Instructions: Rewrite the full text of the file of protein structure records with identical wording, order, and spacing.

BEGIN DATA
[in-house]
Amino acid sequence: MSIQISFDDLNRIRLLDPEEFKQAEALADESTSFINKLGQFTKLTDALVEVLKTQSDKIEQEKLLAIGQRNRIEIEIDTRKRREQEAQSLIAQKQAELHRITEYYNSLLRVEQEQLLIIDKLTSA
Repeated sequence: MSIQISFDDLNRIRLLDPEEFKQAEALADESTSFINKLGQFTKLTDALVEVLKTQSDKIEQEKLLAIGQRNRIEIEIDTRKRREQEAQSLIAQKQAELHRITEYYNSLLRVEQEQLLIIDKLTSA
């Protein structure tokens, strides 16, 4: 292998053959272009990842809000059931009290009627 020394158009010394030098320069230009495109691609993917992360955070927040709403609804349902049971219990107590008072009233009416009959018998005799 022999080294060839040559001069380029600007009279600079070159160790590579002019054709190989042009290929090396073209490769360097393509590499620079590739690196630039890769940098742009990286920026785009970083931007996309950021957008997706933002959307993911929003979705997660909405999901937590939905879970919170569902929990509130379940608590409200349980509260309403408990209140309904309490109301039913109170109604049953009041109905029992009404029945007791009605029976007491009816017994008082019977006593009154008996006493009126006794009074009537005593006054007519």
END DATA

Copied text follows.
[in-house]
Amino acid sequence: MSIQISFDDLNRIRLLDPEEFKQAEALADESTSFINKLGQFTKLTDALVEVLKTQSDKIEQEKLLAIGQRNRIEIEIDTRKRREQEAQSLIAQKQAELHRITEYYNSLLRVEQEQLLIIDKLTSA
Repeated sequence: MSIQISFDDLNRIRLLDPEEFKQAEALADESTSFINKLGQFTKLTDALVEVLKTQSDKIEQEKLLAIGQRNRIEIEIDTRKRREQEAQSLIAQKQAELHRITEYYNSLLRVEQEQLLIIDKLTSA
């Protein structure tokens, strides 16, 4: 292998053959272009990842809000059931009290009627 020394158009010394030098320069230009495109691609993917992360955070927040709403609804349902049971219990107590008072009233009416009959018998005799 022999080294060839040559001069380029600007009279600079070159160790590579002019054709190989042009290929090396073209490769360097393509590499620079590739690196630039890769940098742009990286920026785009970083931007996309950021957008997706933002959307993911929003979705997660909405999901937590939905879970919170569902929990509130379940608590409200349980509260309403408990209140309904309490109301039913109170109604049953009041109905029992009404029945007791009605029976007491009816017994008082019977006593009154008996006493009126006794009074009537005593006054007519």